54 Alberta schools declare COVID-19 outbreak, 702 schools are on alert: Alberta Health

Edmonton·New

A new Alberta Health outbreak list, posted online Wednesday afternoon, details the impact of the pandemic's fourth wave in classrooms, as the province resumes public reporting of school outbreaks.

A masked student disembarks her bus and heads off to her first day of school in Edmonton.(Dave Bajer/CBC)

More than 50 Alberta schools are contending with active COVID-19 outbreaks, while more than 700 other schools are on alert for clusters of infection.

A new Alberta Health outbreak list, posted online Wednesday afternoon, details the impact of the pandemic's fourth wave in classrooms, as the province resumes public reporting of school outbreaks.

"It's a great decision but I think it's too late," said Lori Hill, an Edmonton mother and a teacher with Edmonton Public Schools.

"There's so many families that have already had kids get sick and family members get sick from the cases that we've seen in the schools."

According to the list, 54 schools have declared outbreaks, meaning 10 cases or more have been identified. The schools impacted stretch from Medicine Hat to Fort McMurray.

Here is a breakdown of the school outbreaks by health zone as of Wednesday afternoon:

  • Central zone: 21
  • Calgary zone: 11
  • North zone: 11
  • Edmonton zone: 10
  • South zone: 1

Another 702 schools, meanwhile, are on alert status — a declaration made when two or more cases have been identified within 14 days.

Of the schools under alert, 490 have identified two to four cases. More than 212 schools are in the second alert category, identifying five to nine cases.

No school-specific case counts were provided in the data released Wednesday.

The school outbreak list will be updated daily, and a more detailed map of the outbreak data is under development, Alberta Health said.

Teacher blames lack of contact tracing for outbreak

The Alberta government had previously stopped providing any information on school outbreaks after suspending contact tracing in schools, and lifting requirements for students to isolate after close contact with a positive case.

But Premier Jason Kenney announced Tuesday a marked shift in how cases of COVID-19 will be handled in schools.

Schools that have more than two students who were infectious while in school are now being listed publicly.

Contact tracing will resume Oct. 12, when students return from Thanksgiving weekend. The province also plans to hand out rapid tests in late October at schools that are on outbreak status.

Hill believes her nine-year-old daughter contracted COVID-19 during an outbreak in September at Westglen School in northwest Edmonton. She blames a lack of contact tracing for making her family sick.

By forcing school administrators to act as contact tracers, the province allowed the disease to spread unchecked among unvaccinated children, Hill said.

Concerned over rising cases at the school, Hill decided to pull her daughter from class on Sept. 23.

That night, she put her daughter to bed with a cough, fever and chest pain.

Hill, her daughter and husband all tested positive for COVID-19.

Also on Sept. 23, after parents reported more than 30 cases among students, Westglen announced it would move temporarily to online learning.

As of Wednesday, 84 cases had been reported to the school.

As announced Tuesday, Alberta Health Services will investigate all school outbreaks within a two-week period. Initially, school authorities will handle contact tracing and notification using data supplied by AHS.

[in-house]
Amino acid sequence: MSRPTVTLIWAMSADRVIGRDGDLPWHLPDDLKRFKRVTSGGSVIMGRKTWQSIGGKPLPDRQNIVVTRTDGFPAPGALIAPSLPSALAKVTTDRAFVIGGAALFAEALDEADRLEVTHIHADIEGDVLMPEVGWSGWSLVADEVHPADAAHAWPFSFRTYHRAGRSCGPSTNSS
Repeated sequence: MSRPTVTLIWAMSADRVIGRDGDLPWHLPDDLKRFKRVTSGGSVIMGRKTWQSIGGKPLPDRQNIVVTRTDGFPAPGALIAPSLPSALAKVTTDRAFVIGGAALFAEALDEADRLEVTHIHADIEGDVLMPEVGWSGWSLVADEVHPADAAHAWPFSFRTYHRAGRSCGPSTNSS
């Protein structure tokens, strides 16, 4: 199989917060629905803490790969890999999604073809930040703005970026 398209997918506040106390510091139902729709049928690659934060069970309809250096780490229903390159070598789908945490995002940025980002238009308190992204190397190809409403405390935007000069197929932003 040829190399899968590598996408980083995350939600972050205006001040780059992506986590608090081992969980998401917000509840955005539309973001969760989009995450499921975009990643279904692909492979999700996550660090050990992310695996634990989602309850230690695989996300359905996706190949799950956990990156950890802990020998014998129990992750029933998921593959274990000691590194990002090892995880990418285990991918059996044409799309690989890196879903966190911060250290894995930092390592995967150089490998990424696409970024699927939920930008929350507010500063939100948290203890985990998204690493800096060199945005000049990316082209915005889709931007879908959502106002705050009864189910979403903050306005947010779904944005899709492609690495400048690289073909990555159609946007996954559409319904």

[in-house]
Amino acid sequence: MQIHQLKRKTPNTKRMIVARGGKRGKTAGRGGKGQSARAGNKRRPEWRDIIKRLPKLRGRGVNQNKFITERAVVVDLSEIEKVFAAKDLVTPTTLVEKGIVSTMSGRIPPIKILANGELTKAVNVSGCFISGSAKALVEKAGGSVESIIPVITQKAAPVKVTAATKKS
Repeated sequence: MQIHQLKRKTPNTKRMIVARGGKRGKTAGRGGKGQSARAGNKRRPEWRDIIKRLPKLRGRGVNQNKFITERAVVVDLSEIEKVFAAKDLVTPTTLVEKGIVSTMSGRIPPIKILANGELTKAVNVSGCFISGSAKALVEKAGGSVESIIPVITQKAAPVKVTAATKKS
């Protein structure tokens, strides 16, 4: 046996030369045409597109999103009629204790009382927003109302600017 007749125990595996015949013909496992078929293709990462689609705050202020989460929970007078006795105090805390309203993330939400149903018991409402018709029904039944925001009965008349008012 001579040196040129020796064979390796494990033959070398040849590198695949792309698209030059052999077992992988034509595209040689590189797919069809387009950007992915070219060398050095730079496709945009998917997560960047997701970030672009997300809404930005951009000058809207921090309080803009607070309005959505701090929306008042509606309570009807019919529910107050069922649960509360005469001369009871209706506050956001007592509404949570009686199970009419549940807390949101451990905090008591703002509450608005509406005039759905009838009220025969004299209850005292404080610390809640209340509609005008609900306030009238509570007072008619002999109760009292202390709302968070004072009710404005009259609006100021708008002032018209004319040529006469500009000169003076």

Students in kindergarten to Grade 6 will move online if there are three or more infectious cases in a class in a five-day period.

Families of students in a class that gets sent home will be asked to avoid public places, monitor for symptoms and get tested if a child starts showing symptoms. Families will not be required to quarantine.

An outbreak investigation is considered over when there have been no new confirmed cases in the school for 28 days.

The province is also asking for six million rapid-testing kits to send home for parents with unvaccinated children.

Jenna Pryor's son contracted COVID-19 following an outbreak at his school. She says the province failed to adequately protect children from in-classroom transmission. (Nathan Gross/CBC)

'I felt intense rage'

Jenna Pryor has four children, all too young to be vaccinated. Her eldest son, aged seven, also a student at Westglen, tested positive for COVID-19 last month.

Her other children were also sick, leaving her fearful that her entire family had been infected.

"I felt intense rage, because my kids were sick and we have done everything right," Pryor said.

"It's another example of our leadership failing us."

On Tuesday, before the new measures were announced, Edmonton public school trustees voted to request that the province close all schools for two weeks as part of a "firebreak" lockdown.

Rosanna Anderson, who has three young children enrolled in Edmonton public schools, supports the proposed lockdown.

As cases among young people continue to surge, she remains fearful her sons will bring the disease home from school.

"Their dad is immunocompromised so that has been weighing heavily on us," she said.

"I feel like kids should move online to take some pressure off our already collapsed health-care system."

As of Wednesday, there were 18,912 active cases in Alberta, with 1,083 COVID patients in hospital. Roughly 30 per cent of Alberta's active cases are among people aged one to 19.

ABOUT THE AUTHOR

Wallis Snowdon is a digital journalist with CBC Edmonton. Originally from New Brunswick, her journalism career has taken her from Nova Scotia to Fort McMurray. Share your stories with Wallis at wallis.snowdon@cbc.ca

    With files from Emily Fitzpatrick

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